Q: A lot of your paintings have sexual undertones, what do you feel is the role of sexuality and desire in your practice? 

A: Undertones?! I almost feel like they’re overly sexual bordering on humorous at times. But yes, desire and intimacy are vital in my work, and I’m still trying to understand why that is. I’ve always been drawn to the colour red and the curves of the female body. I’m fascinated by vulnerability, what it means and how we acquire it. I think about beauty and the practice of finding romance or sensuality in everything.

My first series of paintings was largely about challenging our culture’s fear of female sexuality but I think I’ve moved away from that a bit now. Having said that, maybe it’s just an evolution and I’m pushing this exploration even further. I’m hoping in a couple years I’ll have a clearer answer as to why sexuality is so important in my work, at the moment it feels natural and unavoidable.

Tomato with Honey
Q: Your still life works appear to me as a contemporary twist on 17th and 18th-century Dutch works – are the objects symbolic as in the historical works? Do they carry particular messages to the viewer? 

A: Yes! I’m definitely commenting on the classical still life paintings in those works. I find historical still life works very sexy and timeless. Also, my grandmother created impressionistic still life pieces — she’d paint something like a baby’s shoe next to a lemon or a can of sardines. I think this inspired me, but I made them more contemporary and twisted them into my own style.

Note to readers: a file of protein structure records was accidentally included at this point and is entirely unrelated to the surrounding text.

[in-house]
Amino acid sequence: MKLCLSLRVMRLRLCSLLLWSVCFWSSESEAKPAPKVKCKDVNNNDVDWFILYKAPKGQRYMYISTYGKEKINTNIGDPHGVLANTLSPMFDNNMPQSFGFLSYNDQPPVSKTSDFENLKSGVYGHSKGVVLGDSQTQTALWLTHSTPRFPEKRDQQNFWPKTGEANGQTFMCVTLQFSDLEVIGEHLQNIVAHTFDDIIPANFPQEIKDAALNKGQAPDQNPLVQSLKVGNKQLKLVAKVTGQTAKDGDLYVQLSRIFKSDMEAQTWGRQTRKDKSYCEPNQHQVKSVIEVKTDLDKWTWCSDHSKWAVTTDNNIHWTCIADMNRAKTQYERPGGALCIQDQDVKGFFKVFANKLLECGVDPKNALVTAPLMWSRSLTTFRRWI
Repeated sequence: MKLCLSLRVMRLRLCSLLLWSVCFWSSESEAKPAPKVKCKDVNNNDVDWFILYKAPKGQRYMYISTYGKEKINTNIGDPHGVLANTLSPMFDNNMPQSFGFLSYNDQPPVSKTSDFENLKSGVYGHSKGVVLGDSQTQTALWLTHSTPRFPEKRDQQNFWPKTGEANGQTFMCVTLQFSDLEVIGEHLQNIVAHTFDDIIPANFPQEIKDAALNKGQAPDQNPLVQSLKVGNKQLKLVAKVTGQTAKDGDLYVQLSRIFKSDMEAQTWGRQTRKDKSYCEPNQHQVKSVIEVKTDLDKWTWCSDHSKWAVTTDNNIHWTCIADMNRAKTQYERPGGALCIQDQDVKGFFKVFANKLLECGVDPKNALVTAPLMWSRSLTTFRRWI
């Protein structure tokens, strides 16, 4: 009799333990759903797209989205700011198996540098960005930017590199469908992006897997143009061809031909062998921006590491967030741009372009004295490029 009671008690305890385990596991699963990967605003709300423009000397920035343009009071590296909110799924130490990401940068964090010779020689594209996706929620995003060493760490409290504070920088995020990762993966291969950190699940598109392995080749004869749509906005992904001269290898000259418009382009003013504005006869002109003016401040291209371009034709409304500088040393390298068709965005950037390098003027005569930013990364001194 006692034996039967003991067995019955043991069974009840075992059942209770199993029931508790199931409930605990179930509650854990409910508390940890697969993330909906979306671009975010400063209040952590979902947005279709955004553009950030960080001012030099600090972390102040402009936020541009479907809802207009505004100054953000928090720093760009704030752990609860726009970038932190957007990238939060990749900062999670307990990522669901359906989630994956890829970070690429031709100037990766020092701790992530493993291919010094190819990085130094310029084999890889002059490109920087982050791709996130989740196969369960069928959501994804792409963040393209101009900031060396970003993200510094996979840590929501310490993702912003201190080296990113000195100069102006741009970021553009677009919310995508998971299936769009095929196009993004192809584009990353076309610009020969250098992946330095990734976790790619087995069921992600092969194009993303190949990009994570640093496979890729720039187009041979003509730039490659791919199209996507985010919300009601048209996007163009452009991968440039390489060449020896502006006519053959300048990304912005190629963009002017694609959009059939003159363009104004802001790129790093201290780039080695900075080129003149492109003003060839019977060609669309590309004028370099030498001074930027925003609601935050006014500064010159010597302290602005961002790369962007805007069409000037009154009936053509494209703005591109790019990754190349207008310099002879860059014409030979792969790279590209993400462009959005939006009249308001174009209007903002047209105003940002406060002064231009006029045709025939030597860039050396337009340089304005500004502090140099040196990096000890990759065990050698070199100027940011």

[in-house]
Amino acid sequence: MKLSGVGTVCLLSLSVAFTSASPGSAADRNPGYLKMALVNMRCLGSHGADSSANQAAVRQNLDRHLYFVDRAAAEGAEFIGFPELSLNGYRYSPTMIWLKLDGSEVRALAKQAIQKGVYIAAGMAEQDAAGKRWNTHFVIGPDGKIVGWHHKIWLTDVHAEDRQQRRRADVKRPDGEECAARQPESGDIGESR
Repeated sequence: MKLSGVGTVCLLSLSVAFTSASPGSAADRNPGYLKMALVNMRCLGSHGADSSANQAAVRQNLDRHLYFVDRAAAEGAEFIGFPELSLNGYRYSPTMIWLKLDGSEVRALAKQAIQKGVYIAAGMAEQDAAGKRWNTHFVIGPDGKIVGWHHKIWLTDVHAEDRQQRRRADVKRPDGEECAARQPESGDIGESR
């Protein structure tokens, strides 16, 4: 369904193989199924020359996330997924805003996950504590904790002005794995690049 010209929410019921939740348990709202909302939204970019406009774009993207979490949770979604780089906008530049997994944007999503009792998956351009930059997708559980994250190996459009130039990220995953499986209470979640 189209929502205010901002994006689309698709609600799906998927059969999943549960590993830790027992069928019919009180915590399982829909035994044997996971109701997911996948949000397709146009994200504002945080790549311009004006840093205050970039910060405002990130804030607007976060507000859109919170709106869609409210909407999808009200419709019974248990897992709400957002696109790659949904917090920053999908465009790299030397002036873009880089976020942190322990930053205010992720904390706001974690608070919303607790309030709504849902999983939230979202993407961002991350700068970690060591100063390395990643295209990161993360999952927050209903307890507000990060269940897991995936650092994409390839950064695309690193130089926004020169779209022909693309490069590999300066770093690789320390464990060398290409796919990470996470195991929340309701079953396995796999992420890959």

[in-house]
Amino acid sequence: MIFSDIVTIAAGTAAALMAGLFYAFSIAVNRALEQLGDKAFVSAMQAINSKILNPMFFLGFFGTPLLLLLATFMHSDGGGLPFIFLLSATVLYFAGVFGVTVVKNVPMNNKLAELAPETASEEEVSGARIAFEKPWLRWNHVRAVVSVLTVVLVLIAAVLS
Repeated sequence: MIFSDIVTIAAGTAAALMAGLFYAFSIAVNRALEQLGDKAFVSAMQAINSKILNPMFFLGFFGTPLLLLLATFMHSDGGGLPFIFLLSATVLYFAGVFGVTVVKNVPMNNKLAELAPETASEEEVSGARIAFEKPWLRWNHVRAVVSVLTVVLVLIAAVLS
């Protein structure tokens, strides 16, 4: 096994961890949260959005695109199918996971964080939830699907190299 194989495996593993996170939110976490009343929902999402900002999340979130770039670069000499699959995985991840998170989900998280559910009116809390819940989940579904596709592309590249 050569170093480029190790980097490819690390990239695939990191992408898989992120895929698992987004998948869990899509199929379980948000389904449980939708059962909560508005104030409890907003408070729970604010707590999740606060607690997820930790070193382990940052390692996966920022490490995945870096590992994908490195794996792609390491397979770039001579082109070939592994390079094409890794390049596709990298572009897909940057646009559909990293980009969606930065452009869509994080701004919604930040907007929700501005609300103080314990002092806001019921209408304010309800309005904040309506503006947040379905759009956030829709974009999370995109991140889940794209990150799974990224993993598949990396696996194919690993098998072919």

The still life paintings are very narrative based — I really want them to play with the viewer’s imagination. For example, I think about a table after a dinner party – the melted candles, half-drunk wine bottles, ashtrays with stubbed out cigarettes. I like to consider the scenarios that preceded the set up — the tension, the relationships, the stories, the conversations that were shared and the intimate moments. 

Michael
Q: Your still life works appear to me as a contemporary twist on 17th and 18th-century Dutch works – are the objects symbolic as in the historical works? Do they carry particular messages to the viewer? 

A: Yes! I’m definitely commenting on the classical still life paintings in those works. I find historical still life works very sexy and timeless. Also, my grandmother created impressionistic still life pieces — she’d paint something like a baby’s shoe next to a lemon or a can of sardines. I think this inspired me, but I made them more contemporary and twisted them into my own style.

The still life paintings are very narrative based — I really want them to play with the viewer’s imagination. For example, I think about a table after a dinner party – the melted candles, half-drunk wine bottles, ashtrays with stubbed out cigarettes. I like to consider the scenarios that preceded the set up — the tension, the relationships, the stories, the conversations that were shared and the intimate moments. 

Thérèse Mulgrew’s currently has a solo show Skin Contact at Simchowitz Gallery in Los Angeles until the 9th of February 2022.

https://instagram.com/theresemulgrewart

©2022 Thérèse Mulgrew

My Cart Close (×)

Your cart is empty
Browse Shop